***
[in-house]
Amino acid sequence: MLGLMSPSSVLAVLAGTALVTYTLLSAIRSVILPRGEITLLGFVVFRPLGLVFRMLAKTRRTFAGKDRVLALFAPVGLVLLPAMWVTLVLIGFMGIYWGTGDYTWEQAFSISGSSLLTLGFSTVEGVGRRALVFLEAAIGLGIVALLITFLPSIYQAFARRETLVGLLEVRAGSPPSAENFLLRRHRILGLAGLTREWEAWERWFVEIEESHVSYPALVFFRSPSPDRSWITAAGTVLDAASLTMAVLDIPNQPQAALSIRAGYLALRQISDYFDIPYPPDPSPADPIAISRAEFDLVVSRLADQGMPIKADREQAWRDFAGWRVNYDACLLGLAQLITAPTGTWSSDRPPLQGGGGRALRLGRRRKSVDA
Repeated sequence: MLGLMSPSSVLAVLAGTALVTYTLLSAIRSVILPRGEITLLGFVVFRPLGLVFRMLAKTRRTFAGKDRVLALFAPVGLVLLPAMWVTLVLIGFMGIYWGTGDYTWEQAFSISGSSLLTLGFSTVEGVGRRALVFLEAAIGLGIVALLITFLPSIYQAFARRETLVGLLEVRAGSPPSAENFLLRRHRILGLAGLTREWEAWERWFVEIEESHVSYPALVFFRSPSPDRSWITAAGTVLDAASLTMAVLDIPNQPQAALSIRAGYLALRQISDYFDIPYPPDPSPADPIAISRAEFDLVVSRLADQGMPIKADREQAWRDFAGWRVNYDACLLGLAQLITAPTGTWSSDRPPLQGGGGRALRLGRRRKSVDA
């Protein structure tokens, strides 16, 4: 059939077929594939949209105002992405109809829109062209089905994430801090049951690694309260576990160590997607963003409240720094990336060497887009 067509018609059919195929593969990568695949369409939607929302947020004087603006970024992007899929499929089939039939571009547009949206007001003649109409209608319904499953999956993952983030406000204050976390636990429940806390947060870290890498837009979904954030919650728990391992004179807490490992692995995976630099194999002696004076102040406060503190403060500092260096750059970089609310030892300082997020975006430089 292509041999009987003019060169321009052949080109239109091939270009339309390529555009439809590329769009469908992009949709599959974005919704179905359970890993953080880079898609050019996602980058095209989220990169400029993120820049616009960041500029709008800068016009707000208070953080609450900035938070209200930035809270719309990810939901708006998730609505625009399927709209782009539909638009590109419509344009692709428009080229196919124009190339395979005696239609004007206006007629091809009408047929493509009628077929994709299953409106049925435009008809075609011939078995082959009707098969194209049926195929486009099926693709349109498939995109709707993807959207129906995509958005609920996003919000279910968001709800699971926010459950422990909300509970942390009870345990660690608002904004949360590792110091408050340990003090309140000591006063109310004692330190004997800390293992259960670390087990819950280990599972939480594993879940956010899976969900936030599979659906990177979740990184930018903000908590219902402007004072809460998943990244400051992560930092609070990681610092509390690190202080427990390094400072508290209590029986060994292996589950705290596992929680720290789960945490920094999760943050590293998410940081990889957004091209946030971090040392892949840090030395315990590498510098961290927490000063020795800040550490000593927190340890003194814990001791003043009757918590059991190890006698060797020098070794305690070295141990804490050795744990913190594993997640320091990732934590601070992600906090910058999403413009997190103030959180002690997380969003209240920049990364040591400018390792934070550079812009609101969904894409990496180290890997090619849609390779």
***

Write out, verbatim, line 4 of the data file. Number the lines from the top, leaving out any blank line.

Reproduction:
């Protein structure tokens, strides 16, 4: 059939077929594939949209105002992405109809829109062209089905994430801090049951690694309260576990160590997607963003409240720094990336060497887009 067509018609059919195929593969990568695949369409939607929302947020004087603006970024992007899929499929089939039939571009547009949206007001003649109409209608319904499953999956993952983030406000204050976390636990429940806390947060870290890498837009979904954030919650728990391992004179807490490992692995995976630099194999002696004076102040406060503190403060500092260096750059970089609310030892300082997020975006430089 292509041999009987003019060169321009052949080109239109091939270009339309390529555009439809590329769009469908992009949709599959974005919704179905359970890993953080880079898609050019996602980058095209989220990169400029993120820049616009960041500029709008800068016009707000208070953080609450900035938070209200930035809270719309990810939901708006998730609505625009399927709209782009539909638009590109419509344009692709428009080229196919124009190339395979005696239609004007206006007629091809009408047929493509009628077929994709299953409106049925435009008809075609011939078995082959009707098969194209049926195929486009099926693709349109498939995109709707993807959207129906995509958005609920996003919000279910968001709800699971926010459950422990909300509970942390009870345990660690608002904004949360590792110091408050340990003090309140000591006063109310004692330190004997800390293992259960670390087990819950280990599972939480594993879940956010899976969900936030599979659906990177979740990184930018903000908590219902402007004072809460998943990244400051992560930092609070990681610092509390690190202080427990390094400072508290209590029986060994292996589950705290596992929680720290789960945490920094999760943050590293998410940081990889957004091209946030971090040392892949840090030395315990590498510098961290927490000063020795800040550490000593927190340890003194814990001791003043009757918590059991190890006698060797020098070794305690070295141990804490050795744990913190594993997640320091990732934590601070992600906090910058999403413009997190103030959180002690997380969003209240920049990364040591400018390792934070550079812009609101969904894409990496180290890997090619849609390779």